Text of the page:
Evolution of the Roles of a Psychotherapist
Globally, mental illness is a developing problem that will cost $16 trillion by 2030 and more than $193 billion yearly to the US health care system. Psychotropic medicines and psychotherapy are required for treatment by psychiatric/mental health nurse practitioners (PMHNPs). PMHNPs have been moving further away from offering psychotherapy during the past ten years (Wesemann, 2019).
In response to changes in the healthcare environment and societal needs, advanced psychiatric mental health practices are expected to transform further, considering the high demand for the services of PMHNPs. The obligations of the PMHNP role are based on the therapeutic relationship and nursing process and include ordering, carrying out, and interpreting lab tests and diagnostic studies; educating patients and their families; diagnosing, treating, and managing acute illness; providing psychotherapy; prescribing medication for both acute and chronic illness; diagnosing, treating, and managing critical illness; providing care coordination; making referrals; and providing preventative care, including screening (Kumar et al., 2020).
Currently, PMHNPs provide primary care settings with consultative psychiatric services. In the next ten years, these services can be provided by telephone or video consultation, provider education, provider collaboration, in-person or virtual counseling, and coordination of resources.
In developed countries, there is around one psychiatrist for every 11,640 people (Muench & Fraze, 2022). PMHNPs, can, therefore, potentially bridge the gap in behavioral health care with emerging technologies. For instance, using a cell phone enables them to provide care in rural, inaccessible, and financially struggling areas.
Advanced psychiatric mental health nurse practitioners are increasingly using repurposed mobile technology, such as smartphones and so-called “dumbphones,” because it is economical. Nevertheless, utilization and access to patient medical data, including vaccines, lab results, and appointments provided by personal health records (PHRs), helps APMHNPs better manage patients.
Due to the changing environment, the desire to enhance patient outcomes, and a lack of competent nurses, the healthcare sector is seeing a demand for advanced practice nurses with doctoral training. Therefore, this will give the PMHNPs more autonomy, like the psychiatrists, to administer medications, undertake patient follow-up, and actively participate in research.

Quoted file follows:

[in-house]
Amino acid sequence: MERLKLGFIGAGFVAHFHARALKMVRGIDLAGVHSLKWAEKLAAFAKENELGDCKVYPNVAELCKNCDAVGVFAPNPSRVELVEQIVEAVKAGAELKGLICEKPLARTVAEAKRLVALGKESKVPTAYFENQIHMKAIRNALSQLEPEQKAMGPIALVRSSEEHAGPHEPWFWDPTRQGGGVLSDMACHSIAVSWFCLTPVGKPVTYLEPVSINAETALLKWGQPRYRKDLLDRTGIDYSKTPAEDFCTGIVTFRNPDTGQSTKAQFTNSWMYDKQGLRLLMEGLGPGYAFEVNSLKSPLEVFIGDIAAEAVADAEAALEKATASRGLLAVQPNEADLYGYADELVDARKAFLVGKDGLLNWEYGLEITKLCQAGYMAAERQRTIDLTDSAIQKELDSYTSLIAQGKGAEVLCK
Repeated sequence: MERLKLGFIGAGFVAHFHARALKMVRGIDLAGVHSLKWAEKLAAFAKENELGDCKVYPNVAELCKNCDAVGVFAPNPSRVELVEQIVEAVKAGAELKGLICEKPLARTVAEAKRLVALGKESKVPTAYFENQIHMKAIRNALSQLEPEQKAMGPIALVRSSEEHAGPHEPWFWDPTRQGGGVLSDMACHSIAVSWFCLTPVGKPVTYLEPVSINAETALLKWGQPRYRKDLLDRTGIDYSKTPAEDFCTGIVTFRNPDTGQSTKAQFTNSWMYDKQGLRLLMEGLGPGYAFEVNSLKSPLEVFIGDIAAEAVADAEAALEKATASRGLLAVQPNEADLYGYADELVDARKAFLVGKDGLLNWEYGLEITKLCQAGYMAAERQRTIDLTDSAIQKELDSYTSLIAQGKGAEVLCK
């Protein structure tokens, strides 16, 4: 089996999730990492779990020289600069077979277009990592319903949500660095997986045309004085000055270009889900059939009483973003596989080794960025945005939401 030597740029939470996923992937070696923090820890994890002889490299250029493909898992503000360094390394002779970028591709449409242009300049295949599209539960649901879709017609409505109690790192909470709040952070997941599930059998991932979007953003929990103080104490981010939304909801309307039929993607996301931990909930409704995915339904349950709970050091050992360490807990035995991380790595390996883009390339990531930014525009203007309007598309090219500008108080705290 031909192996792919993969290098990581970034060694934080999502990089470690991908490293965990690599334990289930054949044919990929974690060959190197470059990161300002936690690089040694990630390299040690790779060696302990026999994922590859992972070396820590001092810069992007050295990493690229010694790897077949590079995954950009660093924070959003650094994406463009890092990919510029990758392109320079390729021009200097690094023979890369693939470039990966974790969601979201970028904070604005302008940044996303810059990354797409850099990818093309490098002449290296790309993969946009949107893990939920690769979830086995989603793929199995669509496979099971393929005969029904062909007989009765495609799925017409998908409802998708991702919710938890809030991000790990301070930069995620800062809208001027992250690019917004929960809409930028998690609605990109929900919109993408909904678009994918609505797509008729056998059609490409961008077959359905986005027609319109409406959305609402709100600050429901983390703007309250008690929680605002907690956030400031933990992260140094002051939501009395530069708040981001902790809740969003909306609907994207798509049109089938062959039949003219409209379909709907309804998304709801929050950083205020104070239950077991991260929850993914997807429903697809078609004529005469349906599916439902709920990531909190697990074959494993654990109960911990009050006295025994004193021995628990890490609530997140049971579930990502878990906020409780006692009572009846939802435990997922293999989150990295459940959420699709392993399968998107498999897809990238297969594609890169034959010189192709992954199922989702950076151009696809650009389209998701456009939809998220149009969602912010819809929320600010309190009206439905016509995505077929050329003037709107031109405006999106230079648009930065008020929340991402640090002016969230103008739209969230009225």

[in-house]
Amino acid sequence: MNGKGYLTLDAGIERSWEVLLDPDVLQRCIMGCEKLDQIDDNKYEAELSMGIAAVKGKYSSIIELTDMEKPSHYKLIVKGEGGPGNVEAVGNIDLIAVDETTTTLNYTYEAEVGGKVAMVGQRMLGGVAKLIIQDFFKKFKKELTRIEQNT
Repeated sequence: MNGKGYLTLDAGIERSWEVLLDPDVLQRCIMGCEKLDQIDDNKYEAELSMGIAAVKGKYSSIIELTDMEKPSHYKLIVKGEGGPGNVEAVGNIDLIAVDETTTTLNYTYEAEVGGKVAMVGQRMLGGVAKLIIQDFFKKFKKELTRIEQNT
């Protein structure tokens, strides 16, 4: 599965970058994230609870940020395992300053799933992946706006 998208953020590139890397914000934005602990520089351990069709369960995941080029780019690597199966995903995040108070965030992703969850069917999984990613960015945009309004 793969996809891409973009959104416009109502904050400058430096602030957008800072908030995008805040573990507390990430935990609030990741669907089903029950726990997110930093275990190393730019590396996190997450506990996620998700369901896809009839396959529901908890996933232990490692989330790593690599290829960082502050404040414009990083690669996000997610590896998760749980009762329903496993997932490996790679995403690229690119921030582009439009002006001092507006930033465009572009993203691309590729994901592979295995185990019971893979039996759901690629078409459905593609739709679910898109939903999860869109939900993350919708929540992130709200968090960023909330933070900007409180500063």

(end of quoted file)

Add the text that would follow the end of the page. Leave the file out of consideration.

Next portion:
PMHNPs can choose to focus on particular subspecialties within the field to treat patients of a certain age, with a specific ailment, or under a particular set of circumstances. In light of the current workforce, PMHNPs must continue to define their skill set actively, create new ones, and try to close gaps in mental health treatment.
Additionally, there is an opportunity to go beyond these services and incorporate fundamental interventions, including good nutrition, relaxation techniques, sleep hygiene, parental support, improving parent-child relationships, and coping mechanisms. Strategies from cognitive behavioral therapy (CBT) and simple and brief interventions may also be incorporated into the role (Kumar et al., 2020).
Moreover, a nursing-driven model will be developed to prioritize wellness and recovery above cure, collaboration and cooperation, care in the community influenced by the community, an emphasis on education, health promotion, and screening, and finally, a model that emphasizes these things rather than others. For this reason, nurses need to be trained in interdisciplinary settings. Using and benefiting from collaboration with different disciplines is essential for the nursing position.
More so than many other healthcare professionals, mental health specialists must collaborate effectively with experts from other fields like neurology, nutrition, teaching, social service, sociology, psychology, and the legal system. A focus on partnerships and teamwork should be viewed as a strength.